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Kernersville Little Theatre plans outdoor generational drama

Kernersville Little Theatre plans outdoor generational drama

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Kernersville Little Theatre will continue its partnership with Ciener Botanical Gardens to present another outdoor play using the gardens’ amphitheater and stage.

For three nights starting at 7:30 p.m. Thursday, KLT is offering Lee Blessing’s 1985 play, “Eleemosynary.” A study of three generations of exceptional women, the play dissects the shifting relationships when the grandmother suffers a stroke.

The play, directed by April J’Callahan Marshall, features Linda Minney as the grandmother, Dorothea; Marilyn Gaylord as Dorothea’s daughter, Artie; and Paiten Iselin as Artie’s daughter, Echo, who has been brought up by Dorothea.

Blessing’s play premiered in 1985 at Park Square Theatre in St. Paul, Minn., and later had a 1989 run at New York City’s Manhattan Theatre Club.

“‘Eleemosynary’ is a beautiful play about the relationships in an unorthodox trio of grandmother, daughter and granddaughter,” Marshall said. “While it explores the foibles that exist in any family dynamics, it also exemplifies the overcoming power of words, hope and love.”

The youngest woman, Echo, seeks to bridge the gap between her mother and grandmother. “It’s a touching and moving story told in a series of flashbacks, intermingled with the present, that will make you think,” Marshall said.

“When I selected the cast, it was important to have people who could work together and trust each other to work within the physical intimacies required by this piece,” Marshall noted. “As this is a play about relationships, it was critical that the emotion evoked be as real as possible to convey the message. The connections between the actors are crucial.”

The outdoor locale for the production may add to the feel of the show.

“I actually think that the setting of the gardens around the stage and the blooming that will be in place will add to the atmosphere for the piece,” Marshall said.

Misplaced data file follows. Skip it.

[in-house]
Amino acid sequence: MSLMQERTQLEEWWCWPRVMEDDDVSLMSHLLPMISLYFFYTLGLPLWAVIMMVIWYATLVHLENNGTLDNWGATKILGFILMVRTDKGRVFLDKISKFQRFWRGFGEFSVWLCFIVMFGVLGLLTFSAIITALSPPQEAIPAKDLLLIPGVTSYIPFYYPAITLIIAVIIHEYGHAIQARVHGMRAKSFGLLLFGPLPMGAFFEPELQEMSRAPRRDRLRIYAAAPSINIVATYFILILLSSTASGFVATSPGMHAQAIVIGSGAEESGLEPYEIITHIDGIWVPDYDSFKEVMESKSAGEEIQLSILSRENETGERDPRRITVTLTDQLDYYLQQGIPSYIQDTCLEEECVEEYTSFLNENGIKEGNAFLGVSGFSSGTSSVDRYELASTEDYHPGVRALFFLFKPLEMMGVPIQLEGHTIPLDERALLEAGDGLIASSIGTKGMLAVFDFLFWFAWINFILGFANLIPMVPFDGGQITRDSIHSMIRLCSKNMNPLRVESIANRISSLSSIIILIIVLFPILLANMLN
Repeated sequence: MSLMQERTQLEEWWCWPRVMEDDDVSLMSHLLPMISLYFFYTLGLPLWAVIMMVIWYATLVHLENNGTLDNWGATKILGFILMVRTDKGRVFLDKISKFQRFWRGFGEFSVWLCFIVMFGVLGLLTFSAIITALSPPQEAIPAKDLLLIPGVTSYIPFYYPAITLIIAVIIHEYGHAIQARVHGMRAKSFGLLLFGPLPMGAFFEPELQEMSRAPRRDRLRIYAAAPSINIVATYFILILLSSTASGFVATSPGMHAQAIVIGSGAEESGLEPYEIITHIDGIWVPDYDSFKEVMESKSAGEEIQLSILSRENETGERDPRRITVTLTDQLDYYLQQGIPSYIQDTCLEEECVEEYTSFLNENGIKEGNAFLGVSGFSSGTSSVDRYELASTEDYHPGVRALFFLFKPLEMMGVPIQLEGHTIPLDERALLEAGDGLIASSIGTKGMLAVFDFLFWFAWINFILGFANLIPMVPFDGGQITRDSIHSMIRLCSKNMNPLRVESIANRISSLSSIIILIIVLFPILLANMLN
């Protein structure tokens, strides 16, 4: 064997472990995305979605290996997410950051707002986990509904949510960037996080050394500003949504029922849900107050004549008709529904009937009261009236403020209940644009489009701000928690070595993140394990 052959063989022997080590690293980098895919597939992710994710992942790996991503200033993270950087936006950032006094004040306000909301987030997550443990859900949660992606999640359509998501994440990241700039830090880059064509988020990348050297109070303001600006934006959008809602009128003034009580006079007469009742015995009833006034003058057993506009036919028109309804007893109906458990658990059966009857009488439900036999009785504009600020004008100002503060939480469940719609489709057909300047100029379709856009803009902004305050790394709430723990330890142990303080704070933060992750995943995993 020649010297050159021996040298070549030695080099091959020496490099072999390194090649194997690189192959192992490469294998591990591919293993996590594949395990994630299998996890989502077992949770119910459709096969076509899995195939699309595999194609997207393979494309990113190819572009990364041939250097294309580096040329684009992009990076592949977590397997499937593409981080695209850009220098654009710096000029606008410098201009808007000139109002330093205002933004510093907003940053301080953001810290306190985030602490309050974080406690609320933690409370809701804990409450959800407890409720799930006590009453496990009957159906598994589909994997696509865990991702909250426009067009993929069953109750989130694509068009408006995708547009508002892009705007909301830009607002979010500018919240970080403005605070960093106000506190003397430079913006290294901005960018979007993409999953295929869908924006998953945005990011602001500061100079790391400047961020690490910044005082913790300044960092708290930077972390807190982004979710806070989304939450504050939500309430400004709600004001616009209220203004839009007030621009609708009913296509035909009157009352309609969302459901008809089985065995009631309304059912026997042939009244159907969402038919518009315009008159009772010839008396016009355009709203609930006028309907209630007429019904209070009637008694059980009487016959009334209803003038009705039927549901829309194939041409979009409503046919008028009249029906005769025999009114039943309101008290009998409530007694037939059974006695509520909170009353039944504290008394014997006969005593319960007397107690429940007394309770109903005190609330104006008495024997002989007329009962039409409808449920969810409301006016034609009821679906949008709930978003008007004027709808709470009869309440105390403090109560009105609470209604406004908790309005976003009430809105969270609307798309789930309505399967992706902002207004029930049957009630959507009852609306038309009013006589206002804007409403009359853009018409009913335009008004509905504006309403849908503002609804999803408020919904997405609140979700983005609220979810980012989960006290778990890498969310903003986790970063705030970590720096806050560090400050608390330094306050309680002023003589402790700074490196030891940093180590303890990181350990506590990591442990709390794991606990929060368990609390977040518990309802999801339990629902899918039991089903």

“On the stage, we will likely use face shields, but as minimally as possible. We hope safety measures will not interfere with the marvelous job these three women are doing with the characters,” she said.

Strictly defined, “Eleemosynary” relates to giving or being charitable. Since Echo, the precocious daughter, is having unparalleled success in a national spelling bee, the word has multiple meanings.

Marshall added that the audience doesn’t need to worry about that intriguing word.

“Don’t worry if you don’t already know what eleemosynary is, or how to spell it,” she said. “We’ll teach you!”

Paiten Iselin, who plays Echo, is a KLT veteran in addition to appearances around the Triad.

“Prior to the audition announcement, I was not familiar with this show. So, I promptly conducted some internet research,” she said. She found a copy of the script and viewed a staged reading on YouTube. “With those resources, I had an understanding of the show’s plot and themes before auditions.”

Iselin was intrigued by the story of the three women, and of Echo’s character in particular.

“Like most individuals, I’m drawn to a good story,” Iselin said. “That is what I found in this play. Although it is filled with conflict, a current of beauty and love courses through its pages, adding to the play’s depth. The duality and complexity of the show drew me to audition for the role.

“In the show,” she continued, “the characters recall the episodes of their lives that have shaped them into the individuals they are today. Every time I read the script, I unearth something new to ponder or appreciate. Some moments will make you chuckle. Others will — for lack of a more original phrase — tug at your heartstrings.”

Rehearsal was a different process because of COVID-19 restrictions — everyone involved wears a shield — but that drawback was nothing compared to the pleasure of being back on a stage.

“Returning to the theatre after such a long ‘intermission’ has been akin to reuniting with a dear friend I have not seen in a long time,” Iselin said. “Honestly, I did not realize how much I missed the theater until I stepped back into the audition room.

“I am extremely grateful to be physically onstage again. I think it’s safe to assume the other cast members feel the same way,” she said. “I believe our energy and excitement will be palpable to the audience and elevate the show even further.”

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